Arizona and California are two teams on the relatively short list of 2016 national championship contenders, but the Ducks should absolutely open the season ranked in the AP Top 25.
2. California Golden Bears
2014-15 Season: 18-15 overall, 7-11 in Pac-12 (tied for eighth place)
Key Players Lost: David Kravish (11.3 PPG; graduated), Dwight Tarwater (3.4 PPG; graduated)
Key Players Added: Jaylen Brown (5-star freshman), Ivan Rabb (5-star freshman), Stephen Domingo (Georgetown transfer)
Projected Starters: Tyrone Wallace, Jordan Mathews, Jabari Bird, Brown, Rabb
Top Three Reserves: Sam Singer, Kameron Rooks, Kingsley Okoroh
Though he's only adding two players, Cuonzo Martin has one of the best recruiting classes in the entire country.
As graded by 247Sports, Kentucky has three of the top 12 players, and Duke has four of the top 22. In some order, those are the two best classes. But California is right there at No. 3 as the only school with two of the top nine players in this year's class.
Better yet, the Golden Bears probably have the best returning backcourt trio in the nation. Wichita State (Fred VanVleet, Ron Baker and Evan Wessel) might have something to say about that, but it's pretty hard to argue with the combined 41.2 points per game that Tyrone Wallace, Jordan Mathews and Jabari Bird averaged last season.
Even though they're very much a title contender, four things are keeping us from proclaiming the Golden Bears as the favorites to win the Pac-12.
First, there's the complete lack of depth. Sam Singer is a serviceable backup point guard. Kameron Rooks and Kingsley Okoroh are tall dudes. But that's about it for bench production. Perhaps a sixth man will eventually surface, but in a perfect world, the Golden Bears will replicate the 2013-14 season of Saint Joseph's in which all five starters averaged better than 32 minutes per game. In a less-than-perfect world, one injury could be a problem, and an injury bug could be an outright catastrophe.
Second, there isn't much of a winning culture at Cal. This program hasn't been to the Sweet 16 since 1997 and has just one regular-season conference title in the past 55 years—and that 2009-10 team went 24-11 after opening the season ranked No. 13 in the AP poll. Even the Golden Bears' best regular season of the past half-century was actually a disappointing one.
Third, Arizona has depth for days and has won at least 12 conference games in five straight seasons. A number of things need to go right for California to win the conference. For Arizona, it would just be business as usual.
Fourth, and perhaps most dooming, is the amount of improvement the Golden Bears need to make. If California was adding two 5-star recruits to a team that finished 12-6 last season, it would be plenty easy to argue that it's enough of a boost to win the conference. But the Golden Bears finished four games below .500 in conference play and lose a pretty important piece in David Kravish.
Great as they may be, can two freshmen really repair that much damage while playing 32 or more minutes per game without suffering so much as a sprained ankle?
To be sure, we have high hopes for this team and haven't even remotely hesitated to refer to the Golden Bears as a Final Four contender. But as far as the Pac-12 regular-season title is concerned, Arizona is a much safer bet.
1. Arizona Wildcats
2014-15 Season: 34-4 overall, 16-2 in Pac-12 (first place)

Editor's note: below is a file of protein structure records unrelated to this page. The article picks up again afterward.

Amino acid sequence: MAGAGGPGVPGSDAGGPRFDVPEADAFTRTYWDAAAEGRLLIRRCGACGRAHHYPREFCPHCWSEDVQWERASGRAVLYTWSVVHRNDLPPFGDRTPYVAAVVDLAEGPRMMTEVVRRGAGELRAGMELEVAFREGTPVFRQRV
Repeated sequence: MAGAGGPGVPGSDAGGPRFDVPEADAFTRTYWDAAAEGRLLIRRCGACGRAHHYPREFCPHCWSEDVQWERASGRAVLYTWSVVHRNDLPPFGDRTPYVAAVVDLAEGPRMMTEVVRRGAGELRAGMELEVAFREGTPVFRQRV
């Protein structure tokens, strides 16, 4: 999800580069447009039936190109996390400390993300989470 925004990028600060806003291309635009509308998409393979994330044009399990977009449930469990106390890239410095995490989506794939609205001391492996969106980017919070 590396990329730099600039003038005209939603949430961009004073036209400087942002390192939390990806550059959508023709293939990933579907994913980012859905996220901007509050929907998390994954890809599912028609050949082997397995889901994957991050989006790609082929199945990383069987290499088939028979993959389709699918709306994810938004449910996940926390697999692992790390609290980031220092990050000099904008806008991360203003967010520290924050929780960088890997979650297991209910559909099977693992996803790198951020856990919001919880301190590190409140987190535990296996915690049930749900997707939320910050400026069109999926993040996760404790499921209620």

Key Players Lost: Stanley Johnson (13.8 PPG; went pro), Brandon Ashley (12.2 PPG; went pro), Rondae Hollis-Jefferson (11.2 PPG; went pro), T.J. McConnell (10.4 PPG; graduated)
Key Players Added: Allonzo Trier (5-star freshman), Ray Smith (5-star freshman), Ryan Anderson (Boston College transfer), Mark Tollefsen (San Francisco transfer), Kadeem Allen (redshirt JUCO transfer), Justin Simon (4-star freshman), Chance Comanche (4-star freshman)
Projected Starters: Parker Jackson-Cartwright, Gabe York, Smith, Anderson, Kaleb Tarczewski
Top Three Reserves: Tollefsen, Trier, Allen
Since we expressed a bunch of concerns about California, it's only fair to mention a pretty big one for Arizona: Teams that lose all four of their leading scorers almost never remain dominant.
Florida lost four starters from the 2013-14 team and went from the No. 1 overall seed to a 16-17 record. Connecticut lost four of its top five minutes-earners and went from national champs to NIT participants. Michigan and Syracuse lost just three of their top five scorers and still plummeted from high seeds to no dance.
As far as what happens when teams lose each of their top four scorers, it happened to Delaware and Saint Louis this past season, and it wasn't pretty. The Fightin' Blue Hens went from 25-10 and a strong Cinderella candidate to a 10-20 record. Likewise, the Billikens went from 27-7, A-10 champs and a No. 5 seed to 11-21 and sole possession of last place in the conference.
However, none of those teams was remotely as prepared for the turnover as these Wildcats. Incredibly, Sean Miller lost his four best players and is still going to have trouble finding playing time for his two 4-star recruits or his talented backup center (Dusan Ristic).
We've come to expect this type of rapid reload from the likes of Kentucky and Duke, but it's pretty crazy that Arizona will have absolutely no problem going 12 deep after losing so much.
Could another platoon system be in our immediate future? If so, here's my meaningless vote for the two lineups.
Red and White: Parker Jackson-Cartwright, Allonzo Trier, Ray Smith, Mark Tollefsen, Kaleb Tarczewski
Bear Down: Justin Simon, Gabe York, Kadeem Allen, Ryan Anderson, Ristic
Somewhere along the way, they need to find minutes for Chance Comanche and Elliott Pitts, too. It's not even fair.
Arizona may initially miss the leadership and production it got from the likes of Stanley Johnson and T.J. McConnell, but by the time conference season rolls around, look for the Wildcats to be the deepest and most talented team in the Pac-12.
Recruiting rankings courtesy of 247Sports.
Kerry Miller covers college basketball for Bleacher Report. You can follow him on Twitter @kerrancejames.